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Russia considers expanding state aid program for independent hatcheries 

February 24, 2023  By Hatchery International staff

Russian fish farming is not in the best shape. (Photo: Sevrybvod)

In 2023, Russia will begin reimbursing capital costs of building new hatcheries, Eugeny Kats, director of the aquaculture department in the Russian Agricultural Ministry, outlined during an industry conference in December. 

Last year, import-replacement issues in Russian aquaculture came to the fore as supplies from Western countries were disrupted by sanctions. In this background, the government greenlighted state aid for the construction of feed mills specializing in fish feed production, Kats said, estimating that under the proposed scheme, nine new feed mills are planned to be built in Russia in the next few years. 

“We still have an issue with reimbursement of capital costs for the construction of hatcheries. I believe we will solve it in 2023, both in terms of mechanism and the source of money,” Kats said. 

Last November, the Russian government exempted young fish, bloodstock and fish embryos from VAT for two years. Russian fish farmers association Rosrybkhoz welcomed the decision but asked the authorities to raise the threshold on revenue not subjected to VAT from the current 60 million roubles (US$850,000) to 350 million roubles ($5 million).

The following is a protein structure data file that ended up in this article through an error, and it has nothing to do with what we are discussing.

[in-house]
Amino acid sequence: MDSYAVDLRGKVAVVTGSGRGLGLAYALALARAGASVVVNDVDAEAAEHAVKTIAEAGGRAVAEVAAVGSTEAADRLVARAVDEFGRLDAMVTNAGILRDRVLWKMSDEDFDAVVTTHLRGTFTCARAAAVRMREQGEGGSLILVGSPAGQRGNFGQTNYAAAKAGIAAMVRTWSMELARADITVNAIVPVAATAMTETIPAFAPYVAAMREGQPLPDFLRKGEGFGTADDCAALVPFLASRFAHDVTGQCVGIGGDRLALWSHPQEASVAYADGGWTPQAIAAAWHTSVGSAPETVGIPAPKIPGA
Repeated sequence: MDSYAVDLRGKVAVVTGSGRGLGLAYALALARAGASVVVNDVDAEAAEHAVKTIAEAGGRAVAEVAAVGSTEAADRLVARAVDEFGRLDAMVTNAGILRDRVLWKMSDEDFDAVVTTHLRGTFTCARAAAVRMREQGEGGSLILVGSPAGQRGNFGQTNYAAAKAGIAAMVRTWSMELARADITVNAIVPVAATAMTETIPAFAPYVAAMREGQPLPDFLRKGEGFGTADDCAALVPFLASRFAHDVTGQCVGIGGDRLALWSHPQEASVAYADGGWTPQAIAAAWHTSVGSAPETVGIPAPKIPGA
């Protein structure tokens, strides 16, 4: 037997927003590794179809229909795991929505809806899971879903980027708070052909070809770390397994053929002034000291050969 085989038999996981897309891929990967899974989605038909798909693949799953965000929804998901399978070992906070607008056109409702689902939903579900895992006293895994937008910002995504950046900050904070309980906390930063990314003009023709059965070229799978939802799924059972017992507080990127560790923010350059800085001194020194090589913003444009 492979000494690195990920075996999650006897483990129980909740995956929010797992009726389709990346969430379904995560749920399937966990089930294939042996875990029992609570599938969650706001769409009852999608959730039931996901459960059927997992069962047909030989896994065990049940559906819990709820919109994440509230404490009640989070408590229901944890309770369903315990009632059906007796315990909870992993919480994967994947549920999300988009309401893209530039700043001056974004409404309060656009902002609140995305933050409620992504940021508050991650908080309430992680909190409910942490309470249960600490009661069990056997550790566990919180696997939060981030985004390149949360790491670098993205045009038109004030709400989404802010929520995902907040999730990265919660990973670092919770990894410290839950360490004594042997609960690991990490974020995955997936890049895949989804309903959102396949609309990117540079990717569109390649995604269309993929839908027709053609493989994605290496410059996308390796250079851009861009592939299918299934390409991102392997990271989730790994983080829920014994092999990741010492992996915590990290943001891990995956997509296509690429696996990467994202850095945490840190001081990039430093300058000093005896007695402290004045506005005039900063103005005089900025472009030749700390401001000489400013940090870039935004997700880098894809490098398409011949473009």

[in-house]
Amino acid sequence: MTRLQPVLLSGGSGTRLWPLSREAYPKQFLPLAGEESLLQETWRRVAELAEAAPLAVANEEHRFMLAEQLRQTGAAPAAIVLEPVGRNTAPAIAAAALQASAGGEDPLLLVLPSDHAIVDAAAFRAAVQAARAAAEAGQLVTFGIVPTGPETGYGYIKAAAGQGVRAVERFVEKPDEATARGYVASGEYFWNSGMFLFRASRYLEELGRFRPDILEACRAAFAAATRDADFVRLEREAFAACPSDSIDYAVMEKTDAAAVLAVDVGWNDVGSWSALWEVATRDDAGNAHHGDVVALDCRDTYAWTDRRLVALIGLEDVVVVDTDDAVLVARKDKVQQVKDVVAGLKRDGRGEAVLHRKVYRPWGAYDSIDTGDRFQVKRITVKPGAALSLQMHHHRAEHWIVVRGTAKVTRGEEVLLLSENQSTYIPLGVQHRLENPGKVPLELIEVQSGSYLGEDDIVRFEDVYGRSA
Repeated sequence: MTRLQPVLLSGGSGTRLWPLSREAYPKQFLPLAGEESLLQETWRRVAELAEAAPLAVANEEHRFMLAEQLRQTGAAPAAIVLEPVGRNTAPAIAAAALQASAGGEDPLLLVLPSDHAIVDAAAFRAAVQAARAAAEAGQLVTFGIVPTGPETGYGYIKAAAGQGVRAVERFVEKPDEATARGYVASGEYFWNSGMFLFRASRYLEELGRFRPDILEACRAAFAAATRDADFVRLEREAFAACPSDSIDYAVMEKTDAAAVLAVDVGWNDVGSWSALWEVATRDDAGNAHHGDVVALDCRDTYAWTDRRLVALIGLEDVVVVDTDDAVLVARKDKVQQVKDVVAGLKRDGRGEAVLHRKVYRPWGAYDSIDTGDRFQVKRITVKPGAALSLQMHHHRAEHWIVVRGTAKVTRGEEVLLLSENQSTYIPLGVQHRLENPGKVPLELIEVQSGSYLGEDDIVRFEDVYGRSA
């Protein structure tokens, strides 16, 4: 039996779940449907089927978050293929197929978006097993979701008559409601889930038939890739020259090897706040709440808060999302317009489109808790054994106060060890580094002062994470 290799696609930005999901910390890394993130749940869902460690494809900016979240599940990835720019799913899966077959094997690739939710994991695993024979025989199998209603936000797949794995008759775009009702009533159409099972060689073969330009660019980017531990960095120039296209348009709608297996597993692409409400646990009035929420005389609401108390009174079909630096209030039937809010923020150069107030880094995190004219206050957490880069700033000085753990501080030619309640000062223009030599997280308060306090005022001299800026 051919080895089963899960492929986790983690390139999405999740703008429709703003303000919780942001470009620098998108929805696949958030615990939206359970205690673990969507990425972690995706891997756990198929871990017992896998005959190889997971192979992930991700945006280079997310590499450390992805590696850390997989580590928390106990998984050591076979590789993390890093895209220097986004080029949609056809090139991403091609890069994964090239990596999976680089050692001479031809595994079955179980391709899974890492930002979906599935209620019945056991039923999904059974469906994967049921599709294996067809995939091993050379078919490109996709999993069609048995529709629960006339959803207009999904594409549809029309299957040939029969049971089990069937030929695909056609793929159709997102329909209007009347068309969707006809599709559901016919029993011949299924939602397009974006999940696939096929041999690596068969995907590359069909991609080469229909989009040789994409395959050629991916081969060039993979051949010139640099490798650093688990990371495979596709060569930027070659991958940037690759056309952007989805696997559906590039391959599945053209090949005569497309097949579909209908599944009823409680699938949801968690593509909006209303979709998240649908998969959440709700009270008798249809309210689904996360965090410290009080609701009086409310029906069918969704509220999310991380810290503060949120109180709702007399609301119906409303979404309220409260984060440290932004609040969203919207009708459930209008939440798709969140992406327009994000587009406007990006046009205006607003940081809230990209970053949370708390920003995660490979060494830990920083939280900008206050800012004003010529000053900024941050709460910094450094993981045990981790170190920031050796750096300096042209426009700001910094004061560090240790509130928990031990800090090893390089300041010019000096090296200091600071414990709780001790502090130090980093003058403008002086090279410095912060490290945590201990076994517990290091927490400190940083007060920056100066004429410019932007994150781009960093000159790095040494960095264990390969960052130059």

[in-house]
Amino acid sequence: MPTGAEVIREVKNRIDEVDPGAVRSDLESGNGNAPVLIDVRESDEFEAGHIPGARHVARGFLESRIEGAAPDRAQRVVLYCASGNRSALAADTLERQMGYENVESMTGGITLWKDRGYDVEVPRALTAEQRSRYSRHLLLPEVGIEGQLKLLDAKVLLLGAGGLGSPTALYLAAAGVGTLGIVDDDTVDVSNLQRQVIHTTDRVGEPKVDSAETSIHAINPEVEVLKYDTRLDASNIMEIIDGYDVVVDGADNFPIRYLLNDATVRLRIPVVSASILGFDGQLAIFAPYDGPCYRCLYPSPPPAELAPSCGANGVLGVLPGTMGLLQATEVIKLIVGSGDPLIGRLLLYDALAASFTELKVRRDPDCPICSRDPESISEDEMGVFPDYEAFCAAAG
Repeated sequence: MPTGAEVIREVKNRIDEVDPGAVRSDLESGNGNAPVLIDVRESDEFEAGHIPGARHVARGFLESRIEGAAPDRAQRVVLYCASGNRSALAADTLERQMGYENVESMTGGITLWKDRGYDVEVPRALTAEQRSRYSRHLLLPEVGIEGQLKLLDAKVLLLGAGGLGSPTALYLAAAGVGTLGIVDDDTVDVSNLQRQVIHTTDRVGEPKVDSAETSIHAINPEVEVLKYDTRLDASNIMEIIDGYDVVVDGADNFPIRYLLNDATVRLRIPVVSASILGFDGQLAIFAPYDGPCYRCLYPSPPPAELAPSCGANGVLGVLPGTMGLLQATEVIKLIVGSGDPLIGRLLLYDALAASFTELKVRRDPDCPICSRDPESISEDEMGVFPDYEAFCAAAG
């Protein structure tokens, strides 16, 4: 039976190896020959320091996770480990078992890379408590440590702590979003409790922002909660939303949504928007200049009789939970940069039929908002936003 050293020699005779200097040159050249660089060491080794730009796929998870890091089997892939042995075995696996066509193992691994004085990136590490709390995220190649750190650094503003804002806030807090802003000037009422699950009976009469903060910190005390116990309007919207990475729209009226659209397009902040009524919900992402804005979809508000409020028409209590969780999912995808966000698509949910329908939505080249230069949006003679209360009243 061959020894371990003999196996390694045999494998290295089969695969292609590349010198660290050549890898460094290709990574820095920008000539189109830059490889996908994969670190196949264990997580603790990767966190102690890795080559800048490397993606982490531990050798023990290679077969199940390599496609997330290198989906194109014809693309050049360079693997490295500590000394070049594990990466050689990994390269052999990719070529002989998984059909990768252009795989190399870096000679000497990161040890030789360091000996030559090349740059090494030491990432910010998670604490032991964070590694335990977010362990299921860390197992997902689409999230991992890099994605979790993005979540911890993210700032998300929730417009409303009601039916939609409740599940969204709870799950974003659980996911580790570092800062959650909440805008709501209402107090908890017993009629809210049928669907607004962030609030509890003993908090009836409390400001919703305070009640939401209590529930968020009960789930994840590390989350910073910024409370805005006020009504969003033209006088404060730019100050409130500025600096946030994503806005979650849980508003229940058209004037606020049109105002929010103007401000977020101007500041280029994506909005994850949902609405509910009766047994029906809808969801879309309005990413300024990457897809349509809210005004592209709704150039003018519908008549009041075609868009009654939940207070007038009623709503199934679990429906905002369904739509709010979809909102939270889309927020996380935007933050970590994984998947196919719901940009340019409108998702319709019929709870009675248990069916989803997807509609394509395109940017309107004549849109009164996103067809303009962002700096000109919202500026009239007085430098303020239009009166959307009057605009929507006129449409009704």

Most hatcheries in Russia are part of Glavrybvod, a state-owned operator primarily engaged in environment-protecting activities. The new state aid is promised for private investors breeding fish for commercial purposes. 

In addition, the authorities promise to expand the soft loans programme for Russian fish farmers and hatcheries. Rosrybkhoz estimated that in 2022 its members got loans with a subsidized five per cent rate with a total value of 635 million roubles ($9.5 million), 30 per more compared to the previous year. 

Russia’s dependence on imported broodstock is close to 80 per cent, estimated Anton Alexeev, head of Aquafarm, operating a RAS trout farm in Leningrad Oblast. Before the sanctions, Russian farmers imported broodstock from European countries, such as Denmark and Poland. 

Currently, to keep production running, the best way for Russian businesses is to purchase broodstock through third countries, like Armenia or Kazakhstan, though this entails higher logistics costs, he said.

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